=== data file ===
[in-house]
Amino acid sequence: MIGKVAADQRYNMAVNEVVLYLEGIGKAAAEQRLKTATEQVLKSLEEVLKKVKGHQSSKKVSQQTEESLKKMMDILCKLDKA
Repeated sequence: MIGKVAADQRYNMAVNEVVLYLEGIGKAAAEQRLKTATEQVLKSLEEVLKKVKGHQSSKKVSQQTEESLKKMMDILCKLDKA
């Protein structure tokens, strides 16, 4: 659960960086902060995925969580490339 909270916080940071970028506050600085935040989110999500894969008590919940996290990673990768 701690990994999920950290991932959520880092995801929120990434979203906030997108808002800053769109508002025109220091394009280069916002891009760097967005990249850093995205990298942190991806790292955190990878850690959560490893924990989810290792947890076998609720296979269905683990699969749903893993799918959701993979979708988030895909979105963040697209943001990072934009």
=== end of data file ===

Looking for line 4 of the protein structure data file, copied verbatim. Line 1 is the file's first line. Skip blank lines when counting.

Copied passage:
């Protein structure tokens, strides 16, 4: 659960960086902060995925969580490339 909270916080940071970028506050600085935040989110999500894969008590919940996290990673990768 701690990994999920950290991932959520880092995801929120990434979203906030997108808002800053769109508002025109220091394009280069916002891009760097967005990249850093995205990298942190991806790292955190990878850690959560490893924990989810290792947890076998609720296979269905683990699969749903893993799918959701993979979708988030895909979105963040697209943001990072934009």